Helpful tips from The Garden Plot

Ray Baird

DOG DAYS WILL END NEXT THURSDAY: It will still be plenty of heat remaining throughout the rest of the month of August, but the humidity of Dog Days will reach their end next Thursday. With the end of Dog Days, our thoughts can turn to planting turnips, mixed greens, kale, broccoli, spinach and cabbage. By the time they germinate, the days will be less humid and nights will be less humid and the nights will cool off just a bit. Other summer vegetables are maturing so continue the harvest and don’t let any of it go to waste after all the hard work and expense.

AUGUST IS THE MONTH OF FOGS AND THEIR PREDICTION OF THE SNOWS OF WINTER: Does a heavy August fog predict a heavy winter snow or a light fog predicts a light snowfall? My grandma in Northampton County in eastern North Carolina recorded every August fog and also how long it took the August sun to burn off the morning’s fog thus predicting the length of time that snow fall and how big the snow would be. Grandma’s theory was the thicker the fog, the heavier the snows of winter and the amount of snows we would have in winter whether heavy or light. Many of her calculations proved quite accurate.

DOGWOOD BERRIES AND HEAVY AMOUNTS OF ACORNS: The month of August begins the harvest of many vegetable crops and also the production of seeds and berries in the world of nature. Can great numbers of red berries and dogwoods and nandina bushes predict a cold winter ahead? Can huge amounts of acorns falling from mighty oaks be a sign of a cold winter? They are probably as accurate as the morning fogs of August mornings. It doesn’t cost anything to keep an eye on them and see what kind of weather they forecast. Who knows, they may be more accurate than a meteorologist? I remember that my grandma’s predictions were right many times.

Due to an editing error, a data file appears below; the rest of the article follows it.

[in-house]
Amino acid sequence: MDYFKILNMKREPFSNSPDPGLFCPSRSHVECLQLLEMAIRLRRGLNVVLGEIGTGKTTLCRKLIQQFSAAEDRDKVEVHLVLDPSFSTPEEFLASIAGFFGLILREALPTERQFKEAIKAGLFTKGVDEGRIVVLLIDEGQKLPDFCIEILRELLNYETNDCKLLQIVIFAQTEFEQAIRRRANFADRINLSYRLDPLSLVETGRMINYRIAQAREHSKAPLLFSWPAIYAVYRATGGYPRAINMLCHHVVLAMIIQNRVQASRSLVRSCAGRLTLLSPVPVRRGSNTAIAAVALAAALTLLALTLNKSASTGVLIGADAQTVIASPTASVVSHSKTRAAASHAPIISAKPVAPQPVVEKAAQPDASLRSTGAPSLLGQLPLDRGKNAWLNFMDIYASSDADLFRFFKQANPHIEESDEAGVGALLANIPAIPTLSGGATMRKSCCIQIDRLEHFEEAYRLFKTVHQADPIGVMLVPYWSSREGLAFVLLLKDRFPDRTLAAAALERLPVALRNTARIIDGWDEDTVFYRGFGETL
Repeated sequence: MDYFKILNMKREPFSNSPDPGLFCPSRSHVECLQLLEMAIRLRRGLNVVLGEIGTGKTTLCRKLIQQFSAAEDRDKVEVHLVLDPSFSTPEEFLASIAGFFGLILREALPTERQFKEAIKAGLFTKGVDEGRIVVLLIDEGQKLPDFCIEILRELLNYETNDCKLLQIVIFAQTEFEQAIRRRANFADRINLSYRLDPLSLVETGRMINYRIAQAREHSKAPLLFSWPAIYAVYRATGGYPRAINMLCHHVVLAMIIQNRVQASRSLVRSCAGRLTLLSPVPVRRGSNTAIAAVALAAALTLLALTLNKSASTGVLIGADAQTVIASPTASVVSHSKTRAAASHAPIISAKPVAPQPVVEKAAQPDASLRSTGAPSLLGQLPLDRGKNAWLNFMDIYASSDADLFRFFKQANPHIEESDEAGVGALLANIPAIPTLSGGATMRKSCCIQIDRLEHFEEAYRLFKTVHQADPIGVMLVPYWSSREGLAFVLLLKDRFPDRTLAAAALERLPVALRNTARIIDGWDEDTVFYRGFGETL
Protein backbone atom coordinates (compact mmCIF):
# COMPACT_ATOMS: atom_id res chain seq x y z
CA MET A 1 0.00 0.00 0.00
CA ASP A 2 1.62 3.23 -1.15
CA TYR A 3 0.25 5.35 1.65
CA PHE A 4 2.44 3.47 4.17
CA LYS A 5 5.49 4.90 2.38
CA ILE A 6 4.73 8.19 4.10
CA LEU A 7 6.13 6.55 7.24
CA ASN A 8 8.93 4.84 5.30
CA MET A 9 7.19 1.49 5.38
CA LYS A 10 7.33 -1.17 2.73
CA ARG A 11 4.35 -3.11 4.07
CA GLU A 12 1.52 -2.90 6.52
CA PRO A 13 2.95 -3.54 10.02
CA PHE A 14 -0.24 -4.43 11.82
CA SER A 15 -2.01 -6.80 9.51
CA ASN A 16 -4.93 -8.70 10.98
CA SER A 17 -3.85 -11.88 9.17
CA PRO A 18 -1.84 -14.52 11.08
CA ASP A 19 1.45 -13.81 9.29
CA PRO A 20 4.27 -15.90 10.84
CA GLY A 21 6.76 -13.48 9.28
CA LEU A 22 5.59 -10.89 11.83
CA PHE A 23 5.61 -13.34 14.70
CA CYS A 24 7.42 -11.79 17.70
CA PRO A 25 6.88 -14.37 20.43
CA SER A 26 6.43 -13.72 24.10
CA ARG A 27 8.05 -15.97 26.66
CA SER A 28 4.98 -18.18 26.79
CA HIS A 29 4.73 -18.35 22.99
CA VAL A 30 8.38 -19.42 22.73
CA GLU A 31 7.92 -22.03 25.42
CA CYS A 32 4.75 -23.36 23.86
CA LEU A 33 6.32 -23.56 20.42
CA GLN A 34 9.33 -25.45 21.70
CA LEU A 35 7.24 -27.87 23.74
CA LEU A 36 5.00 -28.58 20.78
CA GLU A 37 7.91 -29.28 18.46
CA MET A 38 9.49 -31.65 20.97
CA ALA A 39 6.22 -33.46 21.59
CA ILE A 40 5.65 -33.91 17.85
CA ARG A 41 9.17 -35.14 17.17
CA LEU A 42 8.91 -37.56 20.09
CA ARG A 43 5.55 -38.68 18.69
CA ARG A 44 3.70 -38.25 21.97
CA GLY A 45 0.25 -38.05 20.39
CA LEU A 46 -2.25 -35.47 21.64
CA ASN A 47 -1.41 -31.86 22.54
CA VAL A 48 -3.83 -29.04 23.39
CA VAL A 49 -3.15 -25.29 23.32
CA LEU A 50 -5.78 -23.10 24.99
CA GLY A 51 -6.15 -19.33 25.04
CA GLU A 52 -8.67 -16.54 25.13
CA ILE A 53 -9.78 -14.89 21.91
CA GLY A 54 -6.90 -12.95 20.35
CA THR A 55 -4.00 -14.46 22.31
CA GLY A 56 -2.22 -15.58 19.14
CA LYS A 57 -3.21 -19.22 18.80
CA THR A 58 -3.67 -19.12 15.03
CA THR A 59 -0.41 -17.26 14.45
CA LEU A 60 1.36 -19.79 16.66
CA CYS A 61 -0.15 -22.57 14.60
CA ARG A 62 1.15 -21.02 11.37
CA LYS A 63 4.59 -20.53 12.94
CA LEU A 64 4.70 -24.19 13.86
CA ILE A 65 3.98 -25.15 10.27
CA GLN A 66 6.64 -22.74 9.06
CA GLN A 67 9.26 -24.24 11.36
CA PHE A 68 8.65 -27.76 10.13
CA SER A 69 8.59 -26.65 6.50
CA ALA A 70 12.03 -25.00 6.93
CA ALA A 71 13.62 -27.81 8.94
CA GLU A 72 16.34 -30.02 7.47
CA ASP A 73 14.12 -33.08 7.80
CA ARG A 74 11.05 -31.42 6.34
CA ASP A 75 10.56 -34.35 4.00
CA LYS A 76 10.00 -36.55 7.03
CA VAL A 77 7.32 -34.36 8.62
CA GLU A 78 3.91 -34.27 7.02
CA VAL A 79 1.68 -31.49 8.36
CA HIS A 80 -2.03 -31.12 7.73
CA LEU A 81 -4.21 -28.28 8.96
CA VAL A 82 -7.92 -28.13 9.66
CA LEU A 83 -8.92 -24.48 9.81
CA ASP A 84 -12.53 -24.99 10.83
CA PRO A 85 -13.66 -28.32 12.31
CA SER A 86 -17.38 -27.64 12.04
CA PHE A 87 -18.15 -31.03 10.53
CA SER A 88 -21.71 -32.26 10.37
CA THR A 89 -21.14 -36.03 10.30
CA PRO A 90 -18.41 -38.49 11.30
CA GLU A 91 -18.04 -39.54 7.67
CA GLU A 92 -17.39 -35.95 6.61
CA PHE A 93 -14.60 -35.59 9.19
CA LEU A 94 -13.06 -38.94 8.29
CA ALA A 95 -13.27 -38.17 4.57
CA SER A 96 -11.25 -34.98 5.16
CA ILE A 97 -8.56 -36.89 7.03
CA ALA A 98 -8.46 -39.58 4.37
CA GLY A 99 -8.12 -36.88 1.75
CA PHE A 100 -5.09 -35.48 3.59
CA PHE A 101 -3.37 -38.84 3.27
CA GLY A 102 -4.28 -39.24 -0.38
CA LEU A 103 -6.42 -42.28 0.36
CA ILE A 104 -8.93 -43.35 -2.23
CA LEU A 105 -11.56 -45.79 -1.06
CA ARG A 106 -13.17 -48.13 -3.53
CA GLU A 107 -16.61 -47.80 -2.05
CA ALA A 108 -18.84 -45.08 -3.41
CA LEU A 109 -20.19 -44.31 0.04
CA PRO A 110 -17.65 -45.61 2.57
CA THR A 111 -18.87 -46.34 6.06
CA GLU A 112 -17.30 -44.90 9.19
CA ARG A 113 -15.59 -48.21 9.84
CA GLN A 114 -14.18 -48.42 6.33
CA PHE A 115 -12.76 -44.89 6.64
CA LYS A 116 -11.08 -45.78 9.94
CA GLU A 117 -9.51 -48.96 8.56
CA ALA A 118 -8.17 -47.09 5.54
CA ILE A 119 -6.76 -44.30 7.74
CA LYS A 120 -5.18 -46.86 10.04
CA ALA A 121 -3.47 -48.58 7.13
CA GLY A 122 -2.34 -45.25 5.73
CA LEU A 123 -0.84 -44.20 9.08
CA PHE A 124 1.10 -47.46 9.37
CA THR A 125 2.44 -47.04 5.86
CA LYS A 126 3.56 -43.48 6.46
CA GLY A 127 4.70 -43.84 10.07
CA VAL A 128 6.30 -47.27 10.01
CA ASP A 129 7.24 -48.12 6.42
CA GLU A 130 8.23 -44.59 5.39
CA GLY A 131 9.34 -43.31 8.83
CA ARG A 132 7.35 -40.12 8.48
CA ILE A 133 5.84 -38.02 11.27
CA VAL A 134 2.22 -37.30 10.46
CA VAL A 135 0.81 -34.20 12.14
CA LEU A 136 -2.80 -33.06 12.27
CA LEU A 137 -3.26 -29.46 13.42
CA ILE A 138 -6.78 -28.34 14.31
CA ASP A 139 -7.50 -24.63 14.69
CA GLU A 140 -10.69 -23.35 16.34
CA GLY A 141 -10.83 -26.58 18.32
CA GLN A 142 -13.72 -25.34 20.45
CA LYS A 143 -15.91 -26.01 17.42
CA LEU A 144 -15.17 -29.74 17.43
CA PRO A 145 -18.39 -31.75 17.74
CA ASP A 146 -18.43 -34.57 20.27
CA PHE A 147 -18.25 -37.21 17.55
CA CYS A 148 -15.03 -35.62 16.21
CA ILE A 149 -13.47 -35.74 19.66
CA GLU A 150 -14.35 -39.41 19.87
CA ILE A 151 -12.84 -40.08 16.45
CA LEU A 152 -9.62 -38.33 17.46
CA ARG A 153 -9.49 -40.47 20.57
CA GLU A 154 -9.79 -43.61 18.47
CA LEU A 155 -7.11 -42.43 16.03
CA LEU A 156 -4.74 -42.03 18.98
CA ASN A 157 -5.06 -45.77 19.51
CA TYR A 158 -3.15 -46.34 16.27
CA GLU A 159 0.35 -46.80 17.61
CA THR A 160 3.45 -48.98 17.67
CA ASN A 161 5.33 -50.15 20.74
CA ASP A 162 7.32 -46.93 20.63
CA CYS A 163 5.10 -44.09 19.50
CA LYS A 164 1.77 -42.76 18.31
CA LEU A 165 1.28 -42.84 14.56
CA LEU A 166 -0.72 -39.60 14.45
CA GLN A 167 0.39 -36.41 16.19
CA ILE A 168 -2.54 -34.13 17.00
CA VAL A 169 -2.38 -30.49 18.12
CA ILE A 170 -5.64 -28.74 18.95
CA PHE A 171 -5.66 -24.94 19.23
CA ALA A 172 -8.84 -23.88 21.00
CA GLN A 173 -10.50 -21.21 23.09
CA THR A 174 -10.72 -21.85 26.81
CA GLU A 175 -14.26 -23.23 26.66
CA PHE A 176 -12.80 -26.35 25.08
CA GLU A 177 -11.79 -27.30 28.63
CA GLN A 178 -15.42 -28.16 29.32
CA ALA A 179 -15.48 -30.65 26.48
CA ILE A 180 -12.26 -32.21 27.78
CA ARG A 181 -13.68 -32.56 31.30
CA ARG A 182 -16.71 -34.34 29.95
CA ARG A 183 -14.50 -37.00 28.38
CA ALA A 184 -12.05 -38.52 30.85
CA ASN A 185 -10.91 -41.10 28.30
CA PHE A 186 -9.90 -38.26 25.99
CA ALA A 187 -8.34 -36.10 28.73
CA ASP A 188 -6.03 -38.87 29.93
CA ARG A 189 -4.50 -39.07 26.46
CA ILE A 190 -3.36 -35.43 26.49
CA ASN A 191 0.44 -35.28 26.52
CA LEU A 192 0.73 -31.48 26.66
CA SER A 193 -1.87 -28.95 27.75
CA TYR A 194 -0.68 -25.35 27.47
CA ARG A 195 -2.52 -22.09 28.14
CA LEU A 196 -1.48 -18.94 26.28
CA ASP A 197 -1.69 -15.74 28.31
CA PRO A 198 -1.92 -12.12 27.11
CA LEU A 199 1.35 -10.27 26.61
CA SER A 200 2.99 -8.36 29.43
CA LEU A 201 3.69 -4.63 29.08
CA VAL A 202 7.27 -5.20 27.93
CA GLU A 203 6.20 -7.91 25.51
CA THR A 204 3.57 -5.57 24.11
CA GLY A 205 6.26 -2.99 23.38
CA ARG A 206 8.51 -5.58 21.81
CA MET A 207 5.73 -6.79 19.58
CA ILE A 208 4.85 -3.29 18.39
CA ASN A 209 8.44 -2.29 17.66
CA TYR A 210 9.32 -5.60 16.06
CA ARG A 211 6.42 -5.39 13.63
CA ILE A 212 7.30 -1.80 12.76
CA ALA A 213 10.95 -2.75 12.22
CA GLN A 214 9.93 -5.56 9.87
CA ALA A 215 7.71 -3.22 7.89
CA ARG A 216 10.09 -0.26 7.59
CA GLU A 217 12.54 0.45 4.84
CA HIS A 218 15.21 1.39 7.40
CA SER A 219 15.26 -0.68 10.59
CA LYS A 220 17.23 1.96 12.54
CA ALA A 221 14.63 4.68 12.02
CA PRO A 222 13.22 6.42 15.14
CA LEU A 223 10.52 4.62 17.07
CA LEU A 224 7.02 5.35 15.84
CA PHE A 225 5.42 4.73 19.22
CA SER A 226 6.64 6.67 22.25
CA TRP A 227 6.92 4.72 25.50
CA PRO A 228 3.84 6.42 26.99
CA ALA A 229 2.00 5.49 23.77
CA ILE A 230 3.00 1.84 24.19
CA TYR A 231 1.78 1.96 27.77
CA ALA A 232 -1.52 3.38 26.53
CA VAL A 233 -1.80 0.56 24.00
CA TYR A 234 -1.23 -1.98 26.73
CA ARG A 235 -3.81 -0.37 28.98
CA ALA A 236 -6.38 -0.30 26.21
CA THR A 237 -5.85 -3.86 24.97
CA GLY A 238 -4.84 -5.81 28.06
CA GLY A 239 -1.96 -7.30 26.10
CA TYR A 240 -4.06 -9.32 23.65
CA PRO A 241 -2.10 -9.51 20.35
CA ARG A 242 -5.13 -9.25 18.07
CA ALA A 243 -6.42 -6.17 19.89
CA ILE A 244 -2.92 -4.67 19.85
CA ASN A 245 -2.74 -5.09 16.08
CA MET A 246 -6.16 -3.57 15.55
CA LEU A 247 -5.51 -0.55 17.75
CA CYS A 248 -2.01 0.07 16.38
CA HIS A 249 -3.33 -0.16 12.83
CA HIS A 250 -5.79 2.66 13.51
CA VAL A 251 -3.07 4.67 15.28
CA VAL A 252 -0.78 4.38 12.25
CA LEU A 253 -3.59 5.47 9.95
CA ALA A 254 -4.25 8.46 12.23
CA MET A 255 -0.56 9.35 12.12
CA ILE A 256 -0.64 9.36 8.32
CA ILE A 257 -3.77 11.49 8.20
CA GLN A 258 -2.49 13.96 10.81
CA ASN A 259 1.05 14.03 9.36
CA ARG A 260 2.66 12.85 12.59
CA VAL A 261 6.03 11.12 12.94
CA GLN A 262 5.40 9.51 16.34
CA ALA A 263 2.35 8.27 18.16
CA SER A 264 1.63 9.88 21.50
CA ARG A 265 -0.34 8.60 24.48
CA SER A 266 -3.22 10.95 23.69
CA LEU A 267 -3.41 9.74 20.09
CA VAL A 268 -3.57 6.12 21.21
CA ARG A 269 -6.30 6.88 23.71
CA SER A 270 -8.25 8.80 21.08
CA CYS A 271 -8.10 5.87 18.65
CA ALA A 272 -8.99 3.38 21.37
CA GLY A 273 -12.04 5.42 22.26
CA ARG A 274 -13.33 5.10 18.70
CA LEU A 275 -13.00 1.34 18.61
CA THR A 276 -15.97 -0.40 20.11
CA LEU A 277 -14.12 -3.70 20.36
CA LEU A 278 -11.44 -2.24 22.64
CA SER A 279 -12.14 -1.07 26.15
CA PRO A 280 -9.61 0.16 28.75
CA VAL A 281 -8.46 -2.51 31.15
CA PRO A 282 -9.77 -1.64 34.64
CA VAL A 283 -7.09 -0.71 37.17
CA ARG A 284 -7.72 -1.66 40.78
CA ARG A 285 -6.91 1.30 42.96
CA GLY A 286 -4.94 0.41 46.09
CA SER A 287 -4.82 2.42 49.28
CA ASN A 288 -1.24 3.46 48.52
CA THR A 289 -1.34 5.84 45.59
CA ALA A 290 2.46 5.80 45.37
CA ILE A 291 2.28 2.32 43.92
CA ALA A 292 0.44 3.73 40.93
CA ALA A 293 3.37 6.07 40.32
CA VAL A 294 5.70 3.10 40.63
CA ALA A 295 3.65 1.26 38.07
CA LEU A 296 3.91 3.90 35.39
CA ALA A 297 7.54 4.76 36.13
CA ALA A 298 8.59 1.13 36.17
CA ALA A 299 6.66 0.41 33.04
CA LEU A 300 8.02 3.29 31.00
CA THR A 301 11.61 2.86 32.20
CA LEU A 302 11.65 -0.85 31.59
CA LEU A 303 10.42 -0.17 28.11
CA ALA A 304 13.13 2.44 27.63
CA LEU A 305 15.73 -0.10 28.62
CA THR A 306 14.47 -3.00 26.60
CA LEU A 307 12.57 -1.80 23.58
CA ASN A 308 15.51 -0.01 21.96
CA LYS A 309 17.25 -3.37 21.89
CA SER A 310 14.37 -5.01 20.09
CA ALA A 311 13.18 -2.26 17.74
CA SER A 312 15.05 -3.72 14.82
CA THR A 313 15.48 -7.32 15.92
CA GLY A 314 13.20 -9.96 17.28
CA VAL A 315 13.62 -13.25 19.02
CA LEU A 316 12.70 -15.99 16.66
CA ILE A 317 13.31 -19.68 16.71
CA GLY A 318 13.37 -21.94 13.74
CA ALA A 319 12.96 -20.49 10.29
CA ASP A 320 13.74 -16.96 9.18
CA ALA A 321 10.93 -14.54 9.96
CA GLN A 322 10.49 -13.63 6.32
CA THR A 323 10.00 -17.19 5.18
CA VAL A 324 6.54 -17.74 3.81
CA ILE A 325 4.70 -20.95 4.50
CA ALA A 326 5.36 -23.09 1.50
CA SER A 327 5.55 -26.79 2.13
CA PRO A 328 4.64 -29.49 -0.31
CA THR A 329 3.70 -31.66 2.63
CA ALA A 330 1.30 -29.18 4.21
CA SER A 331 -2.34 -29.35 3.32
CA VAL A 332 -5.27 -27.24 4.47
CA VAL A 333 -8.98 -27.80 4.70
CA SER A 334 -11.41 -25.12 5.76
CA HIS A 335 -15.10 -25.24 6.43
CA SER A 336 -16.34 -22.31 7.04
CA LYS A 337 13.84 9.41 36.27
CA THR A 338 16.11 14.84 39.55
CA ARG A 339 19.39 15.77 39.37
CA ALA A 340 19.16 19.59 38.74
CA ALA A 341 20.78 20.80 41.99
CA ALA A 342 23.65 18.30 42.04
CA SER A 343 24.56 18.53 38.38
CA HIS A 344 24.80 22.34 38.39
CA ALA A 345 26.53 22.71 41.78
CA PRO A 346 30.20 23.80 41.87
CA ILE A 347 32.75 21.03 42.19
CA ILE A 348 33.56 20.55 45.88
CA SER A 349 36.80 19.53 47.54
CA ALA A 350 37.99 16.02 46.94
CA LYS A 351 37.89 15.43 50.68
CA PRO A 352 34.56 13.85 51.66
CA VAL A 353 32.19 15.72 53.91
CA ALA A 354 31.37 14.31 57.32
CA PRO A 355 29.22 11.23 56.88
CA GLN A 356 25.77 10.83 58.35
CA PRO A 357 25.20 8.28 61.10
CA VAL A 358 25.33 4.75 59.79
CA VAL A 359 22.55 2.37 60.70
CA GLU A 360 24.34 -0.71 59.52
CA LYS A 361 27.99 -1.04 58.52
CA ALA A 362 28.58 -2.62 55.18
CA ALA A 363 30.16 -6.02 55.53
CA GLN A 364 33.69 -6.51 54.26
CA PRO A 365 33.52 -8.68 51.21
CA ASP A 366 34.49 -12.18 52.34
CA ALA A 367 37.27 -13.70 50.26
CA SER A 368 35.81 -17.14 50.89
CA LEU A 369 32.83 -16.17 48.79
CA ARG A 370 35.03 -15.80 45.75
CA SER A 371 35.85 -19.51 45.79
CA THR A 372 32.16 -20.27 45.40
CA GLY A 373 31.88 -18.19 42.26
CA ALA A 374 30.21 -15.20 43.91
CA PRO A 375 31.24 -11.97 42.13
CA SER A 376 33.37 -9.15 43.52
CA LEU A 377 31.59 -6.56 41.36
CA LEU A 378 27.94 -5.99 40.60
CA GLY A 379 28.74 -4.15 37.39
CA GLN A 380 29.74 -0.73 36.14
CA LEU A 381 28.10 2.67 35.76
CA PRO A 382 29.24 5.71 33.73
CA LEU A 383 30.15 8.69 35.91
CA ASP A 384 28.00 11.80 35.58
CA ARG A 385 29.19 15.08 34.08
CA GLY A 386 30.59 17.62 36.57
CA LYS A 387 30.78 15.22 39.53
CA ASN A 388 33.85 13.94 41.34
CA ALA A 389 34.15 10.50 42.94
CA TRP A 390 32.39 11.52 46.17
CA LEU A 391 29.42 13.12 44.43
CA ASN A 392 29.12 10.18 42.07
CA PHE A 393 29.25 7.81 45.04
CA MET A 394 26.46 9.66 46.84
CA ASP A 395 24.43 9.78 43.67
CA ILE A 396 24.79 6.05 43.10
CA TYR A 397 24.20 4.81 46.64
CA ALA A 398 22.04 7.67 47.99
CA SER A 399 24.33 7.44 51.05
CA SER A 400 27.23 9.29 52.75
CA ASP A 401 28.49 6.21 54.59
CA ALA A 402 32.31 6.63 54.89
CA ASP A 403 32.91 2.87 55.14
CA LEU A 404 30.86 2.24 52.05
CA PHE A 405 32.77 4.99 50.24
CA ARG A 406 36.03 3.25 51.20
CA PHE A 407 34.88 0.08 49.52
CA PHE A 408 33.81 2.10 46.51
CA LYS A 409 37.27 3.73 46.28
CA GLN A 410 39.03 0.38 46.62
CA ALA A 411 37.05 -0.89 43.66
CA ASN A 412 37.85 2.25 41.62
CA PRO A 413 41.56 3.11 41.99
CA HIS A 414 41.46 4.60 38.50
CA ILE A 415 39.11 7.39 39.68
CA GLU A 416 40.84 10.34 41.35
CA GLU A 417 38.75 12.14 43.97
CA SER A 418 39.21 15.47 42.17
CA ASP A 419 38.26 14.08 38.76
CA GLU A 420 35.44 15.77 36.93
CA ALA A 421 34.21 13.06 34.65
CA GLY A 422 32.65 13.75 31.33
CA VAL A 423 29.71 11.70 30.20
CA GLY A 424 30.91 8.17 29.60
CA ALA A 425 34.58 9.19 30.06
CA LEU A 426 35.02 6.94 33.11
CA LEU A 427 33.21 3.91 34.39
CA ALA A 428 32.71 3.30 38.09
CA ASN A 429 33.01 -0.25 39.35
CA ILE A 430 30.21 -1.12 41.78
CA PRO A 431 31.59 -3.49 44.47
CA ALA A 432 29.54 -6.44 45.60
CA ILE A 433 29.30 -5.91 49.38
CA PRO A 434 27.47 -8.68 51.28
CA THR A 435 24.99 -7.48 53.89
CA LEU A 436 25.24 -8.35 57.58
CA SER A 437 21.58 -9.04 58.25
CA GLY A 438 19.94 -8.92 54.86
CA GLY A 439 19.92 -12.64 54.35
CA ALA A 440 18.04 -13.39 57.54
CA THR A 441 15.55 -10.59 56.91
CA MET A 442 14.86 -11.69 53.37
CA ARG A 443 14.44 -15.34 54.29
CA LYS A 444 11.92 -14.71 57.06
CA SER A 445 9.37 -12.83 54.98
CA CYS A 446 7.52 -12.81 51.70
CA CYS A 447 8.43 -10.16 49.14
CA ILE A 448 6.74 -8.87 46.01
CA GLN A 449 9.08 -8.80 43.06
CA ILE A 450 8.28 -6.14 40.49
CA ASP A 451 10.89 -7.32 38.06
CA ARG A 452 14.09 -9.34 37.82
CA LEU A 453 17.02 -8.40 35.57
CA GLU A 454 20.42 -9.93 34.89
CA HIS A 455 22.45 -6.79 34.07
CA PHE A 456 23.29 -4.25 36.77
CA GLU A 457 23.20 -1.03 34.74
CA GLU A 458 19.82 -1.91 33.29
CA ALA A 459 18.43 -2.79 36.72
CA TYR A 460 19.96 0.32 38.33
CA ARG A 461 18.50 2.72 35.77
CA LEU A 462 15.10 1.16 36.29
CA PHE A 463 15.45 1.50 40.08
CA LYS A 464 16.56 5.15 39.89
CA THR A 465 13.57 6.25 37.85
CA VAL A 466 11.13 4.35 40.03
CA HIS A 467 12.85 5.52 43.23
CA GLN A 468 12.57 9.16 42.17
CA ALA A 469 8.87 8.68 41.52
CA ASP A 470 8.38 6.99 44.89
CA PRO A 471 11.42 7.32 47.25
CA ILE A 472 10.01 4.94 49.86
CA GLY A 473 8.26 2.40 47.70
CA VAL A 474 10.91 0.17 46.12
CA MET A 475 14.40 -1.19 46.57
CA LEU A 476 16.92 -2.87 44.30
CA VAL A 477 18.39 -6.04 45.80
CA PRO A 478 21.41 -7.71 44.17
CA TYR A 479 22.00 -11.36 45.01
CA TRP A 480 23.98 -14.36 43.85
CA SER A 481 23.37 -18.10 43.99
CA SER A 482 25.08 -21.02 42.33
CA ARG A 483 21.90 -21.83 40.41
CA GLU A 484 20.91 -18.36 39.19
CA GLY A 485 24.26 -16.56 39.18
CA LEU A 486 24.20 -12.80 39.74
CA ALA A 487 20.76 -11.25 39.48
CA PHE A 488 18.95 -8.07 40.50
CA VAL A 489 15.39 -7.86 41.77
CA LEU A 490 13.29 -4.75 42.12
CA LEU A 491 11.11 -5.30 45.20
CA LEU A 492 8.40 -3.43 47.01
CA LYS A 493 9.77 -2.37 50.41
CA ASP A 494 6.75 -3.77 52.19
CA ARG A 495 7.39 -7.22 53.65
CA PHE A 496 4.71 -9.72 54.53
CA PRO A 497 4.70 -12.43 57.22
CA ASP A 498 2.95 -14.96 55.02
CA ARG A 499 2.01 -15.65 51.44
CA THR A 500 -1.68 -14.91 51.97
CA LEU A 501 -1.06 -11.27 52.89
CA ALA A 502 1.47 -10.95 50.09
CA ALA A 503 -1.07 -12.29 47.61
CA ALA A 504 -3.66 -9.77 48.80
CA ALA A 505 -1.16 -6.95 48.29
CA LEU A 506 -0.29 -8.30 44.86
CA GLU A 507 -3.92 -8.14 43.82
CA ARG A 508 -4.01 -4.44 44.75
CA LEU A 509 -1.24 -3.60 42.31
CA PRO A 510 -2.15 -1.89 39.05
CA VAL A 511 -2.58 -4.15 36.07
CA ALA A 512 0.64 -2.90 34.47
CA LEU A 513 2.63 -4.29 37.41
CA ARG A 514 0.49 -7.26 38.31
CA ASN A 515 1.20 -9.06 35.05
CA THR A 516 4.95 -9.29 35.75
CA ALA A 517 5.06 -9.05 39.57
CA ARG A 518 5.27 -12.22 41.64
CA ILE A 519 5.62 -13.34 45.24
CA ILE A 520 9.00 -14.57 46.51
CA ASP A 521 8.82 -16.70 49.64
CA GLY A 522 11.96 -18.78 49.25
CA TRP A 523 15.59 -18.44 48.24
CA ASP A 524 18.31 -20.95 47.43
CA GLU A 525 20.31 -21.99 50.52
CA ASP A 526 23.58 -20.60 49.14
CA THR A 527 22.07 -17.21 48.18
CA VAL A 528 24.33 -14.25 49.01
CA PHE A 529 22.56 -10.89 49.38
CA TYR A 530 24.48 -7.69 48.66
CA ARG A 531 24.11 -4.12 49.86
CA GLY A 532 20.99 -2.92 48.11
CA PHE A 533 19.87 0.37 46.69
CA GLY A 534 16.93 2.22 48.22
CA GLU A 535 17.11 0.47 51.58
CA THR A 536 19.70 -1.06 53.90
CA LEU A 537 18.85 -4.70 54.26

ARE YOU DREAMING OF A WHITE WINTER? Last Monday we celebrated Saint Lammas Day, and this saint predicts on his special day that legend has it that if the whole week that begins with his special day is hot, we can expect the winter to be white and icy, (this means rain, sleet, ice and snow) in other words, a wet, cold, icy and snowy winter. This is weather lore and legend, certainly not grandma’s prediction. If she were alive today and read these words, she would probably laugh. We do know this: it will be hot in August, and it will be cold in winter because God controls the seasons and the weather and not Saint Lammas. It is good to think about snow on a hot remaining Dog Day afternoon!

A WINDOW OF OPPORTUNITY FOR MAKING COMPOST: August is the opportune time to start off the compost pile of bin because there are plenty of grass clippings to heat up the compost and residue of stalks and vines from the vegetable garden can be mowed over and broken down to make compost. You can add some 10-10-10 pellet fertilizer, vegetable peels and hulls to the compost and also some Alaska fish emulsion mixed with a sprinkler can of water and applied to the compost to heat it up.

WATCHING OUT FOR PINK AND PURPLE MORNING GLORIES: They are very easy to spot in a garden plot and a real danger signal. If they have been allowed to reach this stage of growth, they need to be traced down the vine to their roots and pulled up so they will not produce seed pods that contain thousands of tiny seeds that can infest next year’s garden plot.